Who remembers the fast food chain Burger Chef? A few years ago, I passed through Laurel and saw a relatively intact Drive-In that was being used as a coin laundry it had a distinct look, one that I couldn’t place… Read More ›
Cool Old Places
New research available on Mississippi’s oldest building
Yesterday, a colleague pointed out to me that two new reports on the de la Pointe-Krebs House in Pascagoula were now available online. If you’re unfamiliar with the state’s oldest standing documented building, the MDAH Historic Resource Inventory Database entry… Read More ›
Two preservation related events this week
There are two preservation related events taking place this week at opposite ends of the state. On Thursday in Gulfport will be a presentation on the Phoenix Naval Store plant, a circa 1909 industrial site that produced turpentine. The sole… Read More ›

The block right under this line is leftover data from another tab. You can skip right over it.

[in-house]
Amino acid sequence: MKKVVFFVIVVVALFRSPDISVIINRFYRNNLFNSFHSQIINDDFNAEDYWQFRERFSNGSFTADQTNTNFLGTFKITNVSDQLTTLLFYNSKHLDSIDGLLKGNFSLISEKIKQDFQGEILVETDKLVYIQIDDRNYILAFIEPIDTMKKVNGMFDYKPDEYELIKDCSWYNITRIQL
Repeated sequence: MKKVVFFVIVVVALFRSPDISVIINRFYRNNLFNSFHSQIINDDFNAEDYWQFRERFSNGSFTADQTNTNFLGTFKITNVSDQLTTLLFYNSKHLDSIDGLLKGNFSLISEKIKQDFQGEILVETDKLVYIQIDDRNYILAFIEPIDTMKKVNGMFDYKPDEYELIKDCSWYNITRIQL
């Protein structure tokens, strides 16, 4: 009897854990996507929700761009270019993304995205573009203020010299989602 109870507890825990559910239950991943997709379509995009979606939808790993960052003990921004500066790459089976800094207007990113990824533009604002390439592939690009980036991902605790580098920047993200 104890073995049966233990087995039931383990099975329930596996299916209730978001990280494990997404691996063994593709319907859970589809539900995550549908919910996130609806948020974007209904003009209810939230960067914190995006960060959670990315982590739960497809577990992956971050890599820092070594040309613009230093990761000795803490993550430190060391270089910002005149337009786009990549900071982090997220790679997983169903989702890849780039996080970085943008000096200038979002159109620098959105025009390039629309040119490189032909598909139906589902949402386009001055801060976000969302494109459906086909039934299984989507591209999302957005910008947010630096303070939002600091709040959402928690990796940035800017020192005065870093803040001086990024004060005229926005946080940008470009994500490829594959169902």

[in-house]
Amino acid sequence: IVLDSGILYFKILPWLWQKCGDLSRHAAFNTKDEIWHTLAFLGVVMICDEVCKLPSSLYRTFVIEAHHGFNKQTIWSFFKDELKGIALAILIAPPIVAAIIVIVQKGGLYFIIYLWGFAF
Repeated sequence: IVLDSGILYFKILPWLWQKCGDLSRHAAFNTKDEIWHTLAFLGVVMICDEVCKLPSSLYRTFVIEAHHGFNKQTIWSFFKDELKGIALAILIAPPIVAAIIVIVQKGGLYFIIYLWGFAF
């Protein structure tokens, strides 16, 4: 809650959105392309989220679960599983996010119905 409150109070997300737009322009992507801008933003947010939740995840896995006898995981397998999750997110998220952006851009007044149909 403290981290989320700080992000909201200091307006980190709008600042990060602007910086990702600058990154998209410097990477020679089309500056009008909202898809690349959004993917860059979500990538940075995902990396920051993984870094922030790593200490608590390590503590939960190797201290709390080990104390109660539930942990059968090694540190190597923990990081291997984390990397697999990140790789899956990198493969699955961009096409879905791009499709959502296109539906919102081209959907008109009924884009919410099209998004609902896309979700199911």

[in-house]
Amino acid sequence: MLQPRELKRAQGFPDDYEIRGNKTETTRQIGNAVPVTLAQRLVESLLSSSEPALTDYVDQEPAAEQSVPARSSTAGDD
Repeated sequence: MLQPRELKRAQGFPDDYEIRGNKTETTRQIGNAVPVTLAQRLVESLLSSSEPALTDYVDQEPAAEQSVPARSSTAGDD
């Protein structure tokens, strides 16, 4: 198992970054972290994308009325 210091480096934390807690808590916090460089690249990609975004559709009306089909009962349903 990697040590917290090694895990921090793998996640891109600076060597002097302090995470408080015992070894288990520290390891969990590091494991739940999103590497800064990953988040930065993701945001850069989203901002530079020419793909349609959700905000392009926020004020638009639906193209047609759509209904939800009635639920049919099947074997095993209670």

Delta Queen Coming Back to the River
The grounding of the National Historic Landmark, Mississippi River steamboat Delta Queen due to federal fire safety regulations was a hot topic here on MissPres when we were just a baby blog back in 2009. She’s been sitting in Chattanooga since… Read More ›
NPS plans to demolish . . . er . . . “remove” several National Register-listed Tupelo Homesteads. Tell them what you think by June 28!
Eight houses located on the east side of Old Hwy 45/North Gloster and one house on the west side of Old 45 in Tupelo are proposed for removal (demolition) by the National Park Service, America’s premier historic preservation agency. The… Read More ›
Six properties added to National Register
Two apartment complexes, a bowling alley, an ice factory, a community house, and a historic residence have been added to the National Register of Historic Places on the recommendation of the Mississippi National Register Review Board.
Memorial Day 2019